Cancer patients and their families know that getting well is their top priority, but worry, pain, and suffering are barriers to that goal. Medical marijuana is like a doorway through those hurdles, offering hope on the way to wellness, from diagnosis through remission.

In 2016, Pennsylvanians received 78,621 diagnoses of cancer. Breast, lung, and prostate cancer were the most common. Median age at diagnosis was 67, although cancer can strike at all ages.

The year 2016 was also when Pennsylvania legalized the use of cannabis for medical use. Today, Pennsylvanians with 21 conditions qualify for medical marijuana ID cards, allowing them to purchase and consume medical marijuana. On the list: Cancer, including remission therapy, meaning that patients have options spanning the full spectrum of treatment.

A body out of balance

Cancer happens when cells multiply too rapidly. If allowed to reproduce beyond control, they take over, causing pain and disrupting normal functions.

One of the areas cancer can disrupt is the endocannabinoid system. When the body is threatened, properly functioning endocannabinoids take action to strengthen the immune system, halt the spread of pain and inflammation, and promote sleep and appetite.

Is it a coincidence, then, that compounds found naturally in cannabis work like a key in a lock to propel the endocannabinoid system into doing its restorative job? It’s a fascinating question of evolution that researchers are exploring. Even without answers to its mysteries, medical marijuana is harnessing the power of the endocannabinoid system to fight the effects of cancer and the consequences of treatment.

Fighting cancer symptoms with medical marijuana

On its own, cancer can devastate the body. Add cancer treatment – lifesaving but potentially harsh – and patients are in for a rough journey.

Today’s patients want natural solutions, and as we’ve seen, cannabis aligns with the body’s own systems. Medical cannabis provides relief from:

  • Fatigue: Whether caused by the tumor or the treatment, fatigue is a constant, unwelcome companion. Some strains of medical marijuana can elevate energy levels.
  • Nausea: It could be the most dreaded side effect of chemotherapy – the anguish of nausea and vomiting. Patients get so weak that posting for work or caring for family become impossible. Medical marijuana can ease the nausea, minimizing the parade of prescription and OTC drugs meant to counteract the effects of chemo.
  • Loss of appetite: The inability to eat can adversely affect the ability to function, absorb nutrients, and even socialize with friends and family over meals, leading to feelings of isolation.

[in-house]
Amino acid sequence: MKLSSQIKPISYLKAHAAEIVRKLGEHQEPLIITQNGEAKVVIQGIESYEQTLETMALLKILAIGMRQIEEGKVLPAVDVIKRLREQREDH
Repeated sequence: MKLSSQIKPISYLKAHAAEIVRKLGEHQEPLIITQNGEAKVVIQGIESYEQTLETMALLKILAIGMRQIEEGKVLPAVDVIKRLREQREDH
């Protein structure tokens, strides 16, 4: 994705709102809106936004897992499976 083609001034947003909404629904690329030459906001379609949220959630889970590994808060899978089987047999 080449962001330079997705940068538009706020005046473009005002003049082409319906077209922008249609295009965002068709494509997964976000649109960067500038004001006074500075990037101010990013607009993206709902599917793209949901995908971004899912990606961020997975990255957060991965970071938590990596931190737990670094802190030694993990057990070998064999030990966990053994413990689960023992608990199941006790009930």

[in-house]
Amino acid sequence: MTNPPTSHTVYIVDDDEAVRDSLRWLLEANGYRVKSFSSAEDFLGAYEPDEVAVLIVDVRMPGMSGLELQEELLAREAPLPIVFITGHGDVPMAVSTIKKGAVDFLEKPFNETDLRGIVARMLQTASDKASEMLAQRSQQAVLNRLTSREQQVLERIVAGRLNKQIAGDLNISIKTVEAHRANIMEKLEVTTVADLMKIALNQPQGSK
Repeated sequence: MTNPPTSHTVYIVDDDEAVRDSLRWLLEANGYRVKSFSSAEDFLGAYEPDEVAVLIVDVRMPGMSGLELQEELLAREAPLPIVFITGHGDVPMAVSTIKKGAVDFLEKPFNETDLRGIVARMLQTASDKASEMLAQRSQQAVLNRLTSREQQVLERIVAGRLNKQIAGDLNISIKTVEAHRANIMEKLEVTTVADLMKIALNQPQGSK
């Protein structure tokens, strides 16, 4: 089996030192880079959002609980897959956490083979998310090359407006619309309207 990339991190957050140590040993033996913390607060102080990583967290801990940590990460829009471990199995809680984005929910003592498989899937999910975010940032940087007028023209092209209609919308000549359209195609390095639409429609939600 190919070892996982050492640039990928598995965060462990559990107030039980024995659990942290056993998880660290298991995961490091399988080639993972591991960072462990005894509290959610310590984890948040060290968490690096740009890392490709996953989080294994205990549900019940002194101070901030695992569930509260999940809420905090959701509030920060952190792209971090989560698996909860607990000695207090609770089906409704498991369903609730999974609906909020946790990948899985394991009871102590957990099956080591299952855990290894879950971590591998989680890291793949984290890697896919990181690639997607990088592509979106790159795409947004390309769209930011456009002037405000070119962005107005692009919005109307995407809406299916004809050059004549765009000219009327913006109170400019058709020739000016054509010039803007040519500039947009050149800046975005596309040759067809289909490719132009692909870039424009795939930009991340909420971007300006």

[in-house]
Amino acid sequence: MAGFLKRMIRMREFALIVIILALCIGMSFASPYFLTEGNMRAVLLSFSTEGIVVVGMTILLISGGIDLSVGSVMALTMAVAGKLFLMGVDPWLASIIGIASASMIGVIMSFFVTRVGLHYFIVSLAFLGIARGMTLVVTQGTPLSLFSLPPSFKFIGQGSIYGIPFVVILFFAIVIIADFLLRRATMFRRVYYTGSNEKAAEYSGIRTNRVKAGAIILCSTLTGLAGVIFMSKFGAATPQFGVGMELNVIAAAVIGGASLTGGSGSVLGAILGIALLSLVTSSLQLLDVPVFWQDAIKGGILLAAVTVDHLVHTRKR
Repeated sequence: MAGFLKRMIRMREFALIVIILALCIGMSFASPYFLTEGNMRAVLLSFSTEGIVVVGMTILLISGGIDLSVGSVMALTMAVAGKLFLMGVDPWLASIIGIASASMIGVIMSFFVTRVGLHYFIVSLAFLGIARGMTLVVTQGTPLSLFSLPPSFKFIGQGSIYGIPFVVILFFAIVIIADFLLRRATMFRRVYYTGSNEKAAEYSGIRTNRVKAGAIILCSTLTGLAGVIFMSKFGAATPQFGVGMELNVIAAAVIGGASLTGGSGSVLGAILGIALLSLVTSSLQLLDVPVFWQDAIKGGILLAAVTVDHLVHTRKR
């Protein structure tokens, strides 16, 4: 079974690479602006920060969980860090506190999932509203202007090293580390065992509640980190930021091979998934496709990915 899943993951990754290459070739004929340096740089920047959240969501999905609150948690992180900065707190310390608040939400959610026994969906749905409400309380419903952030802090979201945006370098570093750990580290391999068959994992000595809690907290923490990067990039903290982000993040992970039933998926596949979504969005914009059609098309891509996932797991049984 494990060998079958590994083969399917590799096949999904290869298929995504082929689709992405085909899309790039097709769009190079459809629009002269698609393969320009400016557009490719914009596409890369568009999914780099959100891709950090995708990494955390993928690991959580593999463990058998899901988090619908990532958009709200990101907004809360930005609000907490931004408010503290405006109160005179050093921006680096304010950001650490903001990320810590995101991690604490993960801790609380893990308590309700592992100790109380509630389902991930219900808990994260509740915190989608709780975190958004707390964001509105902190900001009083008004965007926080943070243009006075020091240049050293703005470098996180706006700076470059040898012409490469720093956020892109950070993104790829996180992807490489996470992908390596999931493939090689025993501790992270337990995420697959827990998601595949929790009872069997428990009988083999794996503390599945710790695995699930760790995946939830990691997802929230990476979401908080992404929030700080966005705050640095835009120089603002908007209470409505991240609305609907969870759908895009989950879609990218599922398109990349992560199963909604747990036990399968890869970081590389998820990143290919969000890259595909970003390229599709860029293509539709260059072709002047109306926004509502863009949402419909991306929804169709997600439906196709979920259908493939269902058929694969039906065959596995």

• Neuropathic pain: Neuropathy sends waves of pain through the arms, hands, legs, and feet. When chemotherapy drugs damage the nerves that deliver sensations to our limbs, peripheral neuropathy can result.
  • Insomnia: Sleep is nature’s way of putting the body into neutral while cells and tissues rebuild. It can also regulate the hormones that are essential to a healthy immune system and the body’s ability to fight cancer. In short, sleep helps promote healing from cancer, but as many as 75 percent of cancer patients experience sleeplessness, putting recovery at risk.
  • Depression: When cancer strikes, depression and anxiety often follow. Depending on the strain consumed, even one puff of medical marijuana can relieve anxiety and stress.

Smoked or inhaled marijuana is considered a beneficial form, for its fast-acting effects. It’s long been known, through research and experience, that cancer patients who use medical marijuana tend to need fewer pain medications. And although results are preliminary, recent studies are finding that some cannabinoids could slow the growth of some cancers.

Medical marijuana and remission therapy

Cancer patients often mark the end of chemotherapy as a happy milestone. They’re ready to resume their lives and all the ordinary activities they once took for granted.

But for many, a new, equally challenging phase begins. Leukemia patients, especially, first receive remission induction therapy, blasting the body with treatments before it can build immunity. That’s followed by postremission therapy, “used to kill any cancer cells that may be left in the body,” according to the National Cancer Institute.

Once again, postremission therapy patients face a double-edged sword, one that offers hope while blasting the body with radiation, stem cell transplant, or more rounds of chemo. The same, brutal side effects can be in store, which makes Pennsylvania’s placement of remission therapy among qualifying conditions a blessing. The lack of distinction means that patients can still use medical marijuana as a powerful traveling companion on the road to recovery.